Everyone feels tired at some point on a Hundred, particularly during the night, but walkers commonly remark on getting a second wind after a period of tiredness, suddenly feeling much better and able to go on. A rest or even a short sleep at a checkpoint can be very refreshing. Extreme tiredness can lead to hallucinations, particularly for those going into a second night. (Hundred walkers have reported seeing rows of white nuns or roman soldiers by the wayside!). If you start to hallucinate then make sure that you keep with other walkers.

The lean

  On every Hundred a few walkers end up with their upper body, from the waist upwards, leaning at an angle of 15 degrees or more to the vertical, and in considerable discomfort. The ‘lean’ or ‘Pisa syndrome’ can affect walkers of all levels of fitness on a one off basis for no apparent reason, and there seems to be no medical explanation for its onset in endurance events (though the condition is known to result from antipsychotic drugs or as an effect of Parkinson’s disease). Sufferers repeatedly try to jerk the body to the vertical but are unable to keep it there. Typically the lean strikes after about 70 miles. Initially, a slant becomes obvious to an observer but the walker remains oblivious of any problem until eventually the back and hips start to become extremely painful. If someone informs you that you are leaning try to keep bending your upper body away from the lean direction to delay the onset. The problem usually disappears quite quickly after stopping walking.


  Physical exhaustion and hunger combined with wet and windy weather are just the conditions that can lead to hypothermia, and anyone walking a Hundred should be aware of the potential danger. There have been several Hundreds where the days have been warm, but the temperature has fallen to near freezing at night. Carrying adequate and appropriate clothing is crucial; in particular windproof protection for the whole body, and clothing that retains its insulating properties when wet, such as wool or thermal fabrics. If you feel shivery or even slightly cold, particularly later on in the walk, put on extra warm clothing to reduce heat loss. When you stop at later checkpoints it is a good idea to put an extra layer on until you are walking again, otherwise you may start to shiver.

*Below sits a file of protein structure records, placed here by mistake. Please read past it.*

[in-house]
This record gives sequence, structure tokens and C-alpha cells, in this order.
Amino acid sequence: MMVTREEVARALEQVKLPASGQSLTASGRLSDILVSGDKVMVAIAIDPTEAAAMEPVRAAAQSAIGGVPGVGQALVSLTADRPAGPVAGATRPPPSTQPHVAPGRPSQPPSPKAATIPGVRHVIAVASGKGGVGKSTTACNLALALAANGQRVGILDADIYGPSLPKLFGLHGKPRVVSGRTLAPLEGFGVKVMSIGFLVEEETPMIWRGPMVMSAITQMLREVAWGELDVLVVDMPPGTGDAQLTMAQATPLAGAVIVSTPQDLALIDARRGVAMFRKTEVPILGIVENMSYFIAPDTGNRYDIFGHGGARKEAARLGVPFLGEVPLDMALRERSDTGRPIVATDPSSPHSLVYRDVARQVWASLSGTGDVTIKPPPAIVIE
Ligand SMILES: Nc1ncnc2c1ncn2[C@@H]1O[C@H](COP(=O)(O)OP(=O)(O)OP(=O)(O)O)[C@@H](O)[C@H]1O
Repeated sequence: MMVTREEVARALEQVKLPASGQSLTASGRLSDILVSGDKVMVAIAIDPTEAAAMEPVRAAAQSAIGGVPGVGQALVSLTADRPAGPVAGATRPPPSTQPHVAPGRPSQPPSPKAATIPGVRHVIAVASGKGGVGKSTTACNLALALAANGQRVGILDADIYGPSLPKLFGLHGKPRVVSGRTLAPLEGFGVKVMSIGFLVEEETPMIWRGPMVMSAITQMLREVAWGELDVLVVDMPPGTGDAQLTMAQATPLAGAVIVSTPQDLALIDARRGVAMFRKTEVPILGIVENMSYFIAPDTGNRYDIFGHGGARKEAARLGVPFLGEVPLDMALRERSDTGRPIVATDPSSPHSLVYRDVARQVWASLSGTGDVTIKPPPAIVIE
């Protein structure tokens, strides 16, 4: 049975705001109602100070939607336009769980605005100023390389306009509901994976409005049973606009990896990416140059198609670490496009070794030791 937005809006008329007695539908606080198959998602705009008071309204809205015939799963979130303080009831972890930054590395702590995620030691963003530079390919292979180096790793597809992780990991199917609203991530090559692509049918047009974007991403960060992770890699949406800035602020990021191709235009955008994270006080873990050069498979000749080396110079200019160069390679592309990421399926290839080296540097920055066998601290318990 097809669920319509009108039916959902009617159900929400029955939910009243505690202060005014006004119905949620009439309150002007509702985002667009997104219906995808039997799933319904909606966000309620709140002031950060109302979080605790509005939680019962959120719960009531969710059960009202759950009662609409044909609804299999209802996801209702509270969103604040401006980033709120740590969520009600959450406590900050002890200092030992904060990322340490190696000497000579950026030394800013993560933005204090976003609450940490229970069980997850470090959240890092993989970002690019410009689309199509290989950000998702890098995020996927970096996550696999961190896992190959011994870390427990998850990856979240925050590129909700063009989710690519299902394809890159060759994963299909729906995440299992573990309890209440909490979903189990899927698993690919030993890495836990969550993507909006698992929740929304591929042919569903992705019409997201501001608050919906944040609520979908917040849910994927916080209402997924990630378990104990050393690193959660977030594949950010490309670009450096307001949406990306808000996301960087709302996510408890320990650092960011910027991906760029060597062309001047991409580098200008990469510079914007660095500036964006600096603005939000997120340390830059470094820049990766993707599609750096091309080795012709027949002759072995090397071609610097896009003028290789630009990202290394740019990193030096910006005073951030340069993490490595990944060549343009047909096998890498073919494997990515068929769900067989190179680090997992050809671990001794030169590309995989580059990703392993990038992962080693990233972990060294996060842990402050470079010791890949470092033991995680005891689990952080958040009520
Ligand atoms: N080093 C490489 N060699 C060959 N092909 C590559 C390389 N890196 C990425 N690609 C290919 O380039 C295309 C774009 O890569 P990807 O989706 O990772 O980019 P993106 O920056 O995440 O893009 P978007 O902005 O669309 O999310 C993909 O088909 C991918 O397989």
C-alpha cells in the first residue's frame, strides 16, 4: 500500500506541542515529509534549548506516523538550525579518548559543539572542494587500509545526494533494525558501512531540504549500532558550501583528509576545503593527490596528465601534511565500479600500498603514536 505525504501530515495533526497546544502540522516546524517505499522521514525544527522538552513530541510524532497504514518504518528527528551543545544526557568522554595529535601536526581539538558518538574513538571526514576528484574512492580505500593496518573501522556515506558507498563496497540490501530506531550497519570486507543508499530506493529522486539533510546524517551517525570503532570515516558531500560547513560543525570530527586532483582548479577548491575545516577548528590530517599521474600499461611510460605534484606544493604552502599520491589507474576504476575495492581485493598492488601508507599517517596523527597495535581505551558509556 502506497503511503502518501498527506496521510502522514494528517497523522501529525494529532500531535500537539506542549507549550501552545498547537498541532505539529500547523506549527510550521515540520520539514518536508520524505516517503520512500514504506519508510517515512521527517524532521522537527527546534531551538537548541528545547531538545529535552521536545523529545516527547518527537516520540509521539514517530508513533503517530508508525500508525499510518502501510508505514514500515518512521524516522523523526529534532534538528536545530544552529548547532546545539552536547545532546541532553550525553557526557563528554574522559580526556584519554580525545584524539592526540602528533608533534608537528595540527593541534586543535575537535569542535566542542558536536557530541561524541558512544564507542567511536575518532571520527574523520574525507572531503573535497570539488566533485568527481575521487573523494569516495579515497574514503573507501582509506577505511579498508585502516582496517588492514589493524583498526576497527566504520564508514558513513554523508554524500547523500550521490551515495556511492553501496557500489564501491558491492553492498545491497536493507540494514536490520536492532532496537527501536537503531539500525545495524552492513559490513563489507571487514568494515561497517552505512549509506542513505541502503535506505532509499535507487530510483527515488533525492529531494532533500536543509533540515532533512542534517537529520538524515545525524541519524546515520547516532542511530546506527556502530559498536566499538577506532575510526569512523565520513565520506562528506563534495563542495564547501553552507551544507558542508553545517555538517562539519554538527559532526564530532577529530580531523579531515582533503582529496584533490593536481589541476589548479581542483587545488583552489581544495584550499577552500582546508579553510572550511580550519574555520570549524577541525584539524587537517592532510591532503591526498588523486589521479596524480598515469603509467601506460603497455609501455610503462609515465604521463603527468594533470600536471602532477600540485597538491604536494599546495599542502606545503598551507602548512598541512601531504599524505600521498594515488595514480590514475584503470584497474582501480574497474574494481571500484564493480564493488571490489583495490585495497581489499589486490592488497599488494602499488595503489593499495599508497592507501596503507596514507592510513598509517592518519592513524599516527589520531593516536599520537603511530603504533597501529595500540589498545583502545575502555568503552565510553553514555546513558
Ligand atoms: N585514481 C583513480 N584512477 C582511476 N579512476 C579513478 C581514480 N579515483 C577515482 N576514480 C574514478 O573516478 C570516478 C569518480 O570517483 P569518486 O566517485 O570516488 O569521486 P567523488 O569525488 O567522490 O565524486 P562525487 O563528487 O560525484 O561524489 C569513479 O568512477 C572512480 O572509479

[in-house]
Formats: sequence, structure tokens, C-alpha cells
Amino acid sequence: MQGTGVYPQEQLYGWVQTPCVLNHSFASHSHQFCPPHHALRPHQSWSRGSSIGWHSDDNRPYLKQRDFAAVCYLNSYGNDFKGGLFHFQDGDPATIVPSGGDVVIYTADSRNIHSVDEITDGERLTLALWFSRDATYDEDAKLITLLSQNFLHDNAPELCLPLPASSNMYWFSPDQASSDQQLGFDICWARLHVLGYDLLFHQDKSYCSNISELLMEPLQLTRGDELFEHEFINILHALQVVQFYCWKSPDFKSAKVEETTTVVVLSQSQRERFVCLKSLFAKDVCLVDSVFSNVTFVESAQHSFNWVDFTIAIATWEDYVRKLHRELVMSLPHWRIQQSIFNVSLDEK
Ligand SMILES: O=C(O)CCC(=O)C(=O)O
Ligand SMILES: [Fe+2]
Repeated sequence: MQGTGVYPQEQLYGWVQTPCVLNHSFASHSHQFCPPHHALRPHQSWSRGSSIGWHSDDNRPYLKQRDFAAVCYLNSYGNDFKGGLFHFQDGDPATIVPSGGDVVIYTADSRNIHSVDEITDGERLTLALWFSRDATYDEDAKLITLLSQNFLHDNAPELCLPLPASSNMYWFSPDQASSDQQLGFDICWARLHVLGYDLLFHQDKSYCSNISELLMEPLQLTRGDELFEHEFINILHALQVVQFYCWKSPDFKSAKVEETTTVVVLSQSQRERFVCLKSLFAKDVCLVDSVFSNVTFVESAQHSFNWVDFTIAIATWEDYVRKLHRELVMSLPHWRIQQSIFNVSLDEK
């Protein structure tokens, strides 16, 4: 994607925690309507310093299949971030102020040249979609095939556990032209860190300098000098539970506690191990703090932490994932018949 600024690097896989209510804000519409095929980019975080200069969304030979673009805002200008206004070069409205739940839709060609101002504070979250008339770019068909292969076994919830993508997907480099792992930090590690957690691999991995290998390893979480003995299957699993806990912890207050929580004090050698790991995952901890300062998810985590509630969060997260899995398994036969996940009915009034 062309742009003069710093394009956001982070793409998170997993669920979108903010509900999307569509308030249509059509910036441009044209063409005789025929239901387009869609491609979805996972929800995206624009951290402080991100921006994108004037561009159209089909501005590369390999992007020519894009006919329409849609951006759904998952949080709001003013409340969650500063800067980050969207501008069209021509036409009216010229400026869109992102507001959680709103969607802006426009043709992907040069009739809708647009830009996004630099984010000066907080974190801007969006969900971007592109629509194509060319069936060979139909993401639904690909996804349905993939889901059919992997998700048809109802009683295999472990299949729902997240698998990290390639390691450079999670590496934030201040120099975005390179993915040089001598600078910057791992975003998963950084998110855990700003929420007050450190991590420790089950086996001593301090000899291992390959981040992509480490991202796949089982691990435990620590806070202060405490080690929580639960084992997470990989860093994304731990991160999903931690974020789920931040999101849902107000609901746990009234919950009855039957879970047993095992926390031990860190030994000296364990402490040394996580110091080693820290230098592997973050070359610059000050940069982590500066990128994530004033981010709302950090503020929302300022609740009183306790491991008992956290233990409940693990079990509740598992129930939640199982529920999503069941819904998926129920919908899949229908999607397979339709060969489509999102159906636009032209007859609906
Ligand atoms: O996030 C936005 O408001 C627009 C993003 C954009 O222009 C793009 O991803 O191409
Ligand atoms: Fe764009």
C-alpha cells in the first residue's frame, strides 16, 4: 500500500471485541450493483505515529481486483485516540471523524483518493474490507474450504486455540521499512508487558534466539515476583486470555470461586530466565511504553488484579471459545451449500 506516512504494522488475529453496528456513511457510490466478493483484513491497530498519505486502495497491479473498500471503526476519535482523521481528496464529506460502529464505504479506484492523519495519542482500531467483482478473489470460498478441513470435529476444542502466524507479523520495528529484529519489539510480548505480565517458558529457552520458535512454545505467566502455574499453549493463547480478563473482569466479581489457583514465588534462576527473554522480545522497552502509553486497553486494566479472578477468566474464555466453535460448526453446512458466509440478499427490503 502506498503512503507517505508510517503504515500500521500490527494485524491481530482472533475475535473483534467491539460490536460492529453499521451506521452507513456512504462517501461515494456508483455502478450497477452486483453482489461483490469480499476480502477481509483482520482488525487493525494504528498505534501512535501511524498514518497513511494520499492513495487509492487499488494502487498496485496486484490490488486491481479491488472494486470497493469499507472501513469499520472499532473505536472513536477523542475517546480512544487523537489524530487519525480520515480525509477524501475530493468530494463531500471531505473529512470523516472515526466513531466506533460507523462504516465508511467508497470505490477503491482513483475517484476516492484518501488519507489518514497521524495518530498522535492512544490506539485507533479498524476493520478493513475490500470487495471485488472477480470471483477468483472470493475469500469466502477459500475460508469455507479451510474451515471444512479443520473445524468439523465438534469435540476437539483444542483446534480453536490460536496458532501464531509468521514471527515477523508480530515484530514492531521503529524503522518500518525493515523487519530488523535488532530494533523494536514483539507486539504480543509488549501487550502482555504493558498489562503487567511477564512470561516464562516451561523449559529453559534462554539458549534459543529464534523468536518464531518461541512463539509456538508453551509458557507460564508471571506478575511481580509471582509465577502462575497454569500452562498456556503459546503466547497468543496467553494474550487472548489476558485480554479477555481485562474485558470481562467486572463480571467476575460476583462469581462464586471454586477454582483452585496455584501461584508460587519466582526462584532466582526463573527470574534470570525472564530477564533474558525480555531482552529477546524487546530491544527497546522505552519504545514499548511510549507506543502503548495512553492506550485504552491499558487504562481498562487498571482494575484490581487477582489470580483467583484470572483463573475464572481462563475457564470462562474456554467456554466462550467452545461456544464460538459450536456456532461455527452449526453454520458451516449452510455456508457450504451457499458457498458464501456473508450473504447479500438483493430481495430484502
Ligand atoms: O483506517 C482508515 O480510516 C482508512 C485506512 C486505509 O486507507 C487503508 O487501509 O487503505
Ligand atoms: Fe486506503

Pacing yourself

  Walk at a pace that comes naturally. If you go either above or below your natural pace you’ll tire far more rapidly, both physically and mentally. Whilst it’s nice to journey with other walkers, you should ensure that their pace is close to yours. It’s easy to set off too quickly or jog a lot near the start and suffer for it later. On the other hand, there is a strong mental desire to ‘keep up with the pack’ near the start, and making good progress early on gives a psychological boost.

Getting lost

  Having to retrace steps for even a short distance when tired can be a major psychological blow, and can often be ‘the last straw’. If you are uncertain, it is worth taking a little extra time to check the route description or map, taking particular care at night. Frequent causes of going astray include the eye skipping a line of route description, missing a narrow path off a wide track, coming off a hilltop in the wrong direction, misinterpreting the first instruction on leaving a checkpoint, or following someone who claims to know the way. Route finding by committee is a recipe for disaster, though one person reading the instructions and another carrying them out can be effective.


  If you reach a checkpoint feeling you want to retire, pause a while before handing in your tally. Often a relaxed rest, some food and a chat with the checkpointers can help you over a low point of the walk. Whilst helping at checkpoints I have seen many walkers arrive saying ‘I’m finished’, but who have revitalised their energy and spirit and gone on to complete the walk. If after a rest you feel that you really can’t go on then it’s no disgrace to pull out – there’s always next year.


  Completing the walk is much more important than a fast time. Many problems can be avoided by taking just a little longer, for example by eating adequately, tending minor injuries, and double-checking the route.
  Above all, enjoy the walk. The LDWA Hundreds are a marvellous experience. Without exception, they have followed fine routes in attractive surroundings. You meet like minded walkers on the way. The atmosphere is quite unique, and on finishing you will feel great, even if you cannot manage another step. Good luck!